Issues concerning libraries and the law - with latitude to discuss any other interesting issues Note: Not legal advice - just a dangerous mix of thoughts and information. Brought to you by Mary Minow, J.D., A.M.L.S. [California, U.S.] and Peter Hirtle, M.A., M.L.S. Follow us on twitter @librarylaw
I'm working at the Justia office today, and had a conversation worth sharing.
Conversation with Nick Moline, programmer at Justia
Moline: We just added full text decisions, orders and opinions for federal district court cases if they've been filed at PACER. This is in addition to the full documents that we post for featured cases. We put a picture of a gavel <http://cases.justia.com/federal/district-court/> next to the cases that have decisions in the files.
Minow: Really! Are all federal district court opinions available now?
Moline: The courts are supposed to post them, and most, but not all of the opinions are online. [Ed. note: According to PACER, this functionality "will only be available in courts that have installed District Court CM/ECF version 2.4 or higher, and will only provide free access to opinions filed after the court is actively using version 2.4"]
Minow: And these are available for free?
Moline: Yes, free. They're already available free via PACER, but the general public wouldn't necessarily have access to the PACER database without registering. Also, the PACER database is only searchable by date. We cross-reference the decisions with our database of federal case filing that we've already fetched. That means you can search by party name and case type. Soon we'll add more search capabilities.
Minow: Will we be able to search full text?
Moline: In some cases, yes. Some of the documents are scanned, but others are converted from Word documents. Most of the decisions are full-text searchable. The lawyer submitted documents and filings are often still scanned documents at this point. You should see some of the handwritten docs from some of the pro se parties. But most of the court decisions are full indexable. We use Google's Custom Search Business Edition, and I'm going to add a filter to focus on the cases to help folks search. Google has already indexed about a thousand of the cases, and the results show up in a regular Google search. For the scanned documents, Google does OCR the document to make it searchable if they can.
Minow: What dates do you cover?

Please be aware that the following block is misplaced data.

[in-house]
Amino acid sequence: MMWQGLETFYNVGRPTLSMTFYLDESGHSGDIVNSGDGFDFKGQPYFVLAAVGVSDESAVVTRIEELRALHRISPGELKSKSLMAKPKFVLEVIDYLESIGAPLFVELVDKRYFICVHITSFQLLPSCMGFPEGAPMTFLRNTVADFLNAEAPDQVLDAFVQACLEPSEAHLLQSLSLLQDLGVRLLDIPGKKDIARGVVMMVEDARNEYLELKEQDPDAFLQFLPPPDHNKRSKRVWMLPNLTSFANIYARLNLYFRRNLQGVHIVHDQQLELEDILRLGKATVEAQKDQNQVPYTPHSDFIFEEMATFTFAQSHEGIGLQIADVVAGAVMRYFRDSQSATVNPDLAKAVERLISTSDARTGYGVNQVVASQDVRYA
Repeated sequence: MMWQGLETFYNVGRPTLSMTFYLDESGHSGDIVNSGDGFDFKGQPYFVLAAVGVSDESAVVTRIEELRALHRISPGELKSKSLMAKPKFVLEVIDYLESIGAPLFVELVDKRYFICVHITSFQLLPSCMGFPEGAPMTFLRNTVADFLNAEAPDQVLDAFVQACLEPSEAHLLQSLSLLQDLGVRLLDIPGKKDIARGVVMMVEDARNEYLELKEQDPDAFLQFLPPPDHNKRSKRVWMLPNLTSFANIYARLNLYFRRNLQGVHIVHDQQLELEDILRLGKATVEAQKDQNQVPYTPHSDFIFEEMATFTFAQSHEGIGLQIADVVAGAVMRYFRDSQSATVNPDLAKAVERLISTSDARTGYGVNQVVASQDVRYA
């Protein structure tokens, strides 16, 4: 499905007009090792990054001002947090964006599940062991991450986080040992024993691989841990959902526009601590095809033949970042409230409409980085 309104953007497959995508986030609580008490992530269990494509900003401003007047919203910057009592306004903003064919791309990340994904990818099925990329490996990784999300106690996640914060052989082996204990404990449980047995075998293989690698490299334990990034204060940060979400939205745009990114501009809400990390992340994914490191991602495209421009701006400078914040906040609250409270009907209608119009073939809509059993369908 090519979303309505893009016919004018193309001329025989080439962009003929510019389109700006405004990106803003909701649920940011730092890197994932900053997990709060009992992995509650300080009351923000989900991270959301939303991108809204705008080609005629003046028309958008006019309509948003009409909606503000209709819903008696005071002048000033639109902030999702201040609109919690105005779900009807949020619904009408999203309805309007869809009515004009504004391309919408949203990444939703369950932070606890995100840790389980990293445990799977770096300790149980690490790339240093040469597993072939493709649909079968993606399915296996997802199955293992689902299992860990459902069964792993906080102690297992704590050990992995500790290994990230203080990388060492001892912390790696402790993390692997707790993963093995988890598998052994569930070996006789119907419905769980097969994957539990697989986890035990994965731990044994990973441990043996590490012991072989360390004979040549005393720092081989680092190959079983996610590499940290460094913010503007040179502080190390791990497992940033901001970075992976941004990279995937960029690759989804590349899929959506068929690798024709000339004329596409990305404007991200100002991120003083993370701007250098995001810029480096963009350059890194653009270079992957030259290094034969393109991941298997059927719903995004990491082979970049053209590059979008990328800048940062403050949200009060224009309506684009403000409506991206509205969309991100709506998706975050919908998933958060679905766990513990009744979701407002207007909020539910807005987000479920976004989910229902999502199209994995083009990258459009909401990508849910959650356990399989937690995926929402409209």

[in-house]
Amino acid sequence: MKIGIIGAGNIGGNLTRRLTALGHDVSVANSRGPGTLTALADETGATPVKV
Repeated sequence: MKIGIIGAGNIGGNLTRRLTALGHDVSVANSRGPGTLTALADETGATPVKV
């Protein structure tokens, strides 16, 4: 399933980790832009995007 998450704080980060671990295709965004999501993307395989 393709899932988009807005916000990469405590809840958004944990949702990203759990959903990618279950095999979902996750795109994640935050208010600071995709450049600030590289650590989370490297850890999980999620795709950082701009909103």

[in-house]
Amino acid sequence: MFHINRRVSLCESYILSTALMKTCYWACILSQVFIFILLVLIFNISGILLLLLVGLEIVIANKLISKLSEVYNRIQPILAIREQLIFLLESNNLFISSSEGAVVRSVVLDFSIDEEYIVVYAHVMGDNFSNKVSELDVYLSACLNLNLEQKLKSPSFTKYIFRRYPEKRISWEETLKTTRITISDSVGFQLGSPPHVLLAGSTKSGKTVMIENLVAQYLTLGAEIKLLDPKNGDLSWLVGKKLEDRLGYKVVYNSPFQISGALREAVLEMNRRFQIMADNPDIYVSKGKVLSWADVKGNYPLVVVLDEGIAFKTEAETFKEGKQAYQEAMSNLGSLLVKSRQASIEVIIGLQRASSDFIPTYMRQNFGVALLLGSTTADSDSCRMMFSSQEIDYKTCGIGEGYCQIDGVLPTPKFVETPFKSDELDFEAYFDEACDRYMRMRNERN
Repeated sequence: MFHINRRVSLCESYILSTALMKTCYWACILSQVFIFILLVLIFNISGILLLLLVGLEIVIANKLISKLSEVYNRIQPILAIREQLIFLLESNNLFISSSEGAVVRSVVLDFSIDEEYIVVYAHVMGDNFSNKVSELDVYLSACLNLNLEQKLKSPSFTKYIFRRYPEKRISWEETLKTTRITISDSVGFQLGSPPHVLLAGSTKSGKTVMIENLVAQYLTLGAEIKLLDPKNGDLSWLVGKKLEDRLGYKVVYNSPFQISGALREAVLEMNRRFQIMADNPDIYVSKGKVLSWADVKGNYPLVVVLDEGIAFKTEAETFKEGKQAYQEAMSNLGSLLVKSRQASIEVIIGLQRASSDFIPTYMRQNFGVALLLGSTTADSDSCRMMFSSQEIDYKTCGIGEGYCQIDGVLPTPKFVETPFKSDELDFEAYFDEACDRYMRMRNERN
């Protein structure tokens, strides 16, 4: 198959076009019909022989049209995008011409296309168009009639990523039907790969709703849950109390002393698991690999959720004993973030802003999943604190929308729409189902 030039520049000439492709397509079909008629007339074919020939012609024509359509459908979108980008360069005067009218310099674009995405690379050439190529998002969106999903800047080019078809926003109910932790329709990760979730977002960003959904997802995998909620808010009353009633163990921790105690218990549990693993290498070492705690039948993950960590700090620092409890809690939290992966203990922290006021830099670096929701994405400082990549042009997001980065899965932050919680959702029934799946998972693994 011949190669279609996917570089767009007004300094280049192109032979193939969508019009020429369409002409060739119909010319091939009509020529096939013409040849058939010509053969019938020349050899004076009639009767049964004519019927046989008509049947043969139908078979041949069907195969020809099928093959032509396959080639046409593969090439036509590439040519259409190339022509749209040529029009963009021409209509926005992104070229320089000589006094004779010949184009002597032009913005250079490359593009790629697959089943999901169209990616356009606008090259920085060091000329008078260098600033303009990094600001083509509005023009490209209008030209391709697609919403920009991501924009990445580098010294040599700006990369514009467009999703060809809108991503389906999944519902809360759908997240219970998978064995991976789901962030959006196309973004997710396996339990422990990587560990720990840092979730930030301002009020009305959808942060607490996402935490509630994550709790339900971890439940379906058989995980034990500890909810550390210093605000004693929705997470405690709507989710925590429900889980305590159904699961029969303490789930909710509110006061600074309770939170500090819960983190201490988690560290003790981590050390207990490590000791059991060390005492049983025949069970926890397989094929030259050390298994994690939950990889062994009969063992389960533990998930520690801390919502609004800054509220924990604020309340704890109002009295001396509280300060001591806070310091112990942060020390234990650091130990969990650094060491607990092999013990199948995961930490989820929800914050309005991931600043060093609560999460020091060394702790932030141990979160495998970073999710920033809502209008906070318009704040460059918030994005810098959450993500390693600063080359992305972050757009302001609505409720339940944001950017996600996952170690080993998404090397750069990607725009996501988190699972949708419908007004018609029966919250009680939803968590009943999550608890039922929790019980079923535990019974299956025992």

Moline: Today we have documents form 2006+. Later this week we'll have the 2004 and 2005 cases. We will move back from there.
Minow: Does that mean I can go back and find cases with "library" as a keyword and find those cases.
Moline: Yes. If "library" is part of the party's name, you'll find the cases. If "library" is in one of the full text-searchable documents, you'll find those too - once Google has indexed them, which should be in a week or so.
Minow: When is the database updated?
Moline: We run daily updates to update the database with new orders and opinions.
Minow: You know, I just had my own experience with that. I subscribe to the cases that have been tagged "library" i.e. http://news.justia.com/cases/library/. On Aug. 20, I saw a decision had been issued in a library case that same day. I blogged it on Aug. 21, and got more hits on that post than any other in recent memory. Thanks for talking with us, and thanks for the great service!
A federal judge in Ohio ruled in favor of the Clark County Public Library on Aug. 20 with regard to the lawsuit by a patron who contested a ban on his use of the library for two years.
For great detail, see the court filings at Justia.
Also, Justia has updated court documents on other library cases there. If you know of other pending federal district court cases of interest to libraries, let me know and I'll see if they can be added.
Some libraries still ask for social security numbers on their library applications. Others have stopped that practice, but haven't purged their patron record databases of these numbers.
Yes, collection agencies want the numbers, and perhaps having this information can increase your success rate in tracking down scofflaw patrons.
But consider the downside. If someone hacks your database, or if you have a bad employee, this highly sensitive information is at risk. Once it's gone, it's gone. Patrons have little recourse once identity thieves get their hands on these numbers.
At the 2007 ALA Annual Conference in Washington, D.C., the ALA Council unanimously adopted a Resolution on the Use and Abuse of National Security Letters. To date, 14 state library associations have endorsed the ALA resolution: Arizona, Arkansas, Colorado, Connecticut, Georgia, Indiana, Maine, Massachusetts, Minnesota, Missouri, North Carolina, Ohio, Rhode Island, and Vermont.
Interview with Mark Weinberg, Chicago civil rights attorney with a specialty in panhandling cases
Minow: When can a library tell people not to panhandle or solicit - e.g. on the sidewalk leading up to the library front doors?